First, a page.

Anne Robinson, Karen Saxby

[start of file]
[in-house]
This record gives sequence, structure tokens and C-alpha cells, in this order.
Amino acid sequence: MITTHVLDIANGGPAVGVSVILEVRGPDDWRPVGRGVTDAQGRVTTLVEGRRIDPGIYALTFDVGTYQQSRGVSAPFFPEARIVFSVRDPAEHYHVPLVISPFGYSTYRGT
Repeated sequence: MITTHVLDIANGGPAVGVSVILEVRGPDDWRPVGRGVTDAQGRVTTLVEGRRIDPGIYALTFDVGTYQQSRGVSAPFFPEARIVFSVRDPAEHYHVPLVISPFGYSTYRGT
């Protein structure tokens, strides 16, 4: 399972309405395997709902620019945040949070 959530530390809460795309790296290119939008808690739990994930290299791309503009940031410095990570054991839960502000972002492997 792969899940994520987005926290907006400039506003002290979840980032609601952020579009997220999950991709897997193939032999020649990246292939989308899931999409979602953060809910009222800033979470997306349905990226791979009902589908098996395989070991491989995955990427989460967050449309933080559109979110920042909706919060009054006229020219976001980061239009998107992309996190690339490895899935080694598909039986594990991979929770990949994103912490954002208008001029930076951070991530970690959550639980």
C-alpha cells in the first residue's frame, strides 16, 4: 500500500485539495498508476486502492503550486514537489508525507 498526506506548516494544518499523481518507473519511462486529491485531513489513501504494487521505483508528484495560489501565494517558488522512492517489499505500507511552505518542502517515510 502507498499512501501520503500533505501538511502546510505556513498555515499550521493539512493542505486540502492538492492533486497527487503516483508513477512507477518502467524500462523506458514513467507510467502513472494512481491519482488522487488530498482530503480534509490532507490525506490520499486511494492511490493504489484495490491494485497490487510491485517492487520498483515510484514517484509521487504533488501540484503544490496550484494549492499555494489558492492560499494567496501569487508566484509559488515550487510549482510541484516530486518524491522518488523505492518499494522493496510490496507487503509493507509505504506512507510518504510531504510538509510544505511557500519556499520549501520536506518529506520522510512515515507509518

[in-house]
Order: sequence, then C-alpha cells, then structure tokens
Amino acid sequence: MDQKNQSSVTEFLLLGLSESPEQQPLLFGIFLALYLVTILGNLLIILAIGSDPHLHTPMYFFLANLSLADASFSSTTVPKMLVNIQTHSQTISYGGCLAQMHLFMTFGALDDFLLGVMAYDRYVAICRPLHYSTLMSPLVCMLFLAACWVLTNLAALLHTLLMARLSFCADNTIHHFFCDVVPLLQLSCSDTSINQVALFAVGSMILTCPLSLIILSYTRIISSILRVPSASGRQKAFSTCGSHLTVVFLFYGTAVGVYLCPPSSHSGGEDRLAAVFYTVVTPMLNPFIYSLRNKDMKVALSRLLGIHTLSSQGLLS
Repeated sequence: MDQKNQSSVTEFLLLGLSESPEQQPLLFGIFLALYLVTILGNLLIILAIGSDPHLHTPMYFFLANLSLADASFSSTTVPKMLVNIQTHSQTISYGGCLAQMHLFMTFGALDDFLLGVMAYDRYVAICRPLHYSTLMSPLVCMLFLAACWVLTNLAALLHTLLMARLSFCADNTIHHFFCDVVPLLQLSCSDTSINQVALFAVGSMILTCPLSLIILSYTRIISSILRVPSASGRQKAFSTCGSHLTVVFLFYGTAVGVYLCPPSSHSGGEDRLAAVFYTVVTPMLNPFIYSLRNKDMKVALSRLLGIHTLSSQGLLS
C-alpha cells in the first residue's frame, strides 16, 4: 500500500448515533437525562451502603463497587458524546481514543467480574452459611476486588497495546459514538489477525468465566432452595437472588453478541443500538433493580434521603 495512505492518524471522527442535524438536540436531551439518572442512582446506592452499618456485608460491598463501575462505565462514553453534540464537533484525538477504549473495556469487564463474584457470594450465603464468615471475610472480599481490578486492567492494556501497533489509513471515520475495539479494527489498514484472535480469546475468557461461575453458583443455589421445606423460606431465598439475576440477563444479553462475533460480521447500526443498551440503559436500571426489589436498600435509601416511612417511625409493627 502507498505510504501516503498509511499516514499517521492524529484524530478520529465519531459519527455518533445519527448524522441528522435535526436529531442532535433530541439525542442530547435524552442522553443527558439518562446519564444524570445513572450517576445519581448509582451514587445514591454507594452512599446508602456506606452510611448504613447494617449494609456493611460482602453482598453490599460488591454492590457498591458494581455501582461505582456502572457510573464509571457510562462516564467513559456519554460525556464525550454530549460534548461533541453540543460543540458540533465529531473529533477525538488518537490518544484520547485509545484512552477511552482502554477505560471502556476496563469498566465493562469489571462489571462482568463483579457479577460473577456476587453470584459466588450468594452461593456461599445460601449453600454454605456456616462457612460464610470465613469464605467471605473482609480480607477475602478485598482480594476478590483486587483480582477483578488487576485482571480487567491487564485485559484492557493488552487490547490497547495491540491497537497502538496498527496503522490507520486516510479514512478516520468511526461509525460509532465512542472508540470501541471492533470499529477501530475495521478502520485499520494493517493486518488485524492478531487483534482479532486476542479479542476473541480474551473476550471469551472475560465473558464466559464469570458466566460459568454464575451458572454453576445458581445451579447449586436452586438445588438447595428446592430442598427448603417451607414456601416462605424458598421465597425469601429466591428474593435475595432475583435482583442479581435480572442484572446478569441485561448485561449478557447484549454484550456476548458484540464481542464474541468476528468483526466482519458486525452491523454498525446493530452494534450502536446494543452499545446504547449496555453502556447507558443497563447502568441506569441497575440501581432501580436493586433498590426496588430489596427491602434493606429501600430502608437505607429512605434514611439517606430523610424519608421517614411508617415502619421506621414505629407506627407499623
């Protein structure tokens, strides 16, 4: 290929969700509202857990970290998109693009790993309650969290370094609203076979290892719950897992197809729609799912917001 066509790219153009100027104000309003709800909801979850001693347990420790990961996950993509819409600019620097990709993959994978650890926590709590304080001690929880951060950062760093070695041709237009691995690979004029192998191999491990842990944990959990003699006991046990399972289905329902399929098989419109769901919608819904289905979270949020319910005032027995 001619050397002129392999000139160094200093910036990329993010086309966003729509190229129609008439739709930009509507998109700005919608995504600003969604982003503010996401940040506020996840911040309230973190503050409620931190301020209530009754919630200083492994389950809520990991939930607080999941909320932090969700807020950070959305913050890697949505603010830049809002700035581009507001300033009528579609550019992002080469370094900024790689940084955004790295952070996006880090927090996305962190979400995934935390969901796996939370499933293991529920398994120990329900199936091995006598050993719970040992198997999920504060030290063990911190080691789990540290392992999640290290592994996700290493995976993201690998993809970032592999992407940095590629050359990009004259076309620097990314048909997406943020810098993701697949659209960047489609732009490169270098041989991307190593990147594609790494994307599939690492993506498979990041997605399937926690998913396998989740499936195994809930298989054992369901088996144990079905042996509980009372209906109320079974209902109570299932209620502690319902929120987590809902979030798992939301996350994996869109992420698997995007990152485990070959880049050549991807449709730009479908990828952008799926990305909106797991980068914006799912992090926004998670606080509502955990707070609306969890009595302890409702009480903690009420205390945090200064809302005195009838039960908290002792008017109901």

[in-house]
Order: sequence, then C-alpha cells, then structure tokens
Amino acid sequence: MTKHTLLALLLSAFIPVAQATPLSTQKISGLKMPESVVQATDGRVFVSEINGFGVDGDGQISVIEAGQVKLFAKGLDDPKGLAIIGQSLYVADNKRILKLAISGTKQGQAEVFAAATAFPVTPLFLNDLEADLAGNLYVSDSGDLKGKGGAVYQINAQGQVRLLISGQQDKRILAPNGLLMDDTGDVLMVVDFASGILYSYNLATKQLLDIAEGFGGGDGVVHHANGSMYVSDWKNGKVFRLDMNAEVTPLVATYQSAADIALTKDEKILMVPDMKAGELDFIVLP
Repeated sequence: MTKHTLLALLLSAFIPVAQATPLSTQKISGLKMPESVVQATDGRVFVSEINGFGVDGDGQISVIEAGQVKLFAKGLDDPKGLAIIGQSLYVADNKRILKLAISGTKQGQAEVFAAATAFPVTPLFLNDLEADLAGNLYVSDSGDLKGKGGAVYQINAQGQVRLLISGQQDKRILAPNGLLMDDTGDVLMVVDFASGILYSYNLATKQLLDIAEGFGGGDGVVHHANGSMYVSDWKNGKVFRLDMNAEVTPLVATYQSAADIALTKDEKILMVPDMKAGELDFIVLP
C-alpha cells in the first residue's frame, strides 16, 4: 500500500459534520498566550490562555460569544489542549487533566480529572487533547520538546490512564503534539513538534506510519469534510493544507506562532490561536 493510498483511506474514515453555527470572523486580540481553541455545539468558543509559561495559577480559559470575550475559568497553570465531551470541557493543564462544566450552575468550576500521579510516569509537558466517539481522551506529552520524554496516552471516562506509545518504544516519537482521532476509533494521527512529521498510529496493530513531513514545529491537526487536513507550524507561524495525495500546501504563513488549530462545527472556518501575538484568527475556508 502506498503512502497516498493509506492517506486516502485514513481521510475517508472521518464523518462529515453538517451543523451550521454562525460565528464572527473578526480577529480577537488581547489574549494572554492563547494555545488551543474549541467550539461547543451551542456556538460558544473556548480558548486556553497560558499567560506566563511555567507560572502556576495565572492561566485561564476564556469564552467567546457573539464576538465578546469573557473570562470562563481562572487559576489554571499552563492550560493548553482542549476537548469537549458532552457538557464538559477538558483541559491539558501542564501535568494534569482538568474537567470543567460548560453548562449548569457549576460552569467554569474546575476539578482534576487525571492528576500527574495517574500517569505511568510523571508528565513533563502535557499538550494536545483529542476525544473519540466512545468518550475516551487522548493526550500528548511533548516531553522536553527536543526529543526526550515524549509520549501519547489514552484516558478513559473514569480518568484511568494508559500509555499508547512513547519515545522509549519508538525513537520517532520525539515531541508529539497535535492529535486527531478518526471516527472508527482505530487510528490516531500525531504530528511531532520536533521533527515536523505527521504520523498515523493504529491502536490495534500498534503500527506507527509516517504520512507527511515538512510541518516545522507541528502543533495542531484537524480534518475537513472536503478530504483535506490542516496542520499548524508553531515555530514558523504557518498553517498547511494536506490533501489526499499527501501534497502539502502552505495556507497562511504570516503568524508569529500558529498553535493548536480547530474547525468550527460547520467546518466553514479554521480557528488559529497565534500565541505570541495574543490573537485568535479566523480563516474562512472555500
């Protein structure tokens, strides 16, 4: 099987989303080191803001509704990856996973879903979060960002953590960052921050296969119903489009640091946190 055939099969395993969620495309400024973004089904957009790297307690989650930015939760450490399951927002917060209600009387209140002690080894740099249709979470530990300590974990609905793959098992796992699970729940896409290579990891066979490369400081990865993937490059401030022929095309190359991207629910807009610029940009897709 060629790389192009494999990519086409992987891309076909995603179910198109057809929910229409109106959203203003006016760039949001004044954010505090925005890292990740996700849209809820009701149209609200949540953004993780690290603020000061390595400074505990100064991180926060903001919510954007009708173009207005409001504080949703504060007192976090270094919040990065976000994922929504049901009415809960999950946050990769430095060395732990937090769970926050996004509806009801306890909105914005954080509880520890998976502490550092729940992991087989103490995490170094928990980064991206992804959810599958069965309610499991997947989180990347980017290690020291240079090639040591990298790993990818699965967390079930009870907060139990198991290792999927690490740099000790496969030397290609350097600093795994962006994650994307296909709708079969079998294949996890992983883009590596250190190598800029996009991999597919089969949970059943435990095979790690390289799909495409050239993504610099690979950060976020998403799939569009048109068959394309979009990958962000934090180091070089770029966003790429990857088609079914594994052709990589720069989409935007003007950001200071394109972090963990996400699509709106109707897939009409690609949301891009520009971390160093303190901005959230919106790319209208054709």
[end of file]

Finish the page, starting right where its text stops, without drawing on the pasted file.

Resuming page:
Directing film or television is a high-stakes occupation. It captures your full attention at every moment, calling on you to commit every resource and stretch yourself to the limit; it's the white-water rafting of entertainment jobs. But for many directors, the excitement they feel about a new project tightens into anxiety when it comes to working with actors. In the years since the original edition of Directing Actors was published, the technical side of filmmaking has become much more easily accessible. Directors tell me that dealing with actors is the last frontier--the scariest part and the part they long for--the human part, the place where connection happens. Weston's books help directors scale the heights of the actor-director dynamic, learn the joys of collaborating with actors--and become an "actor's director."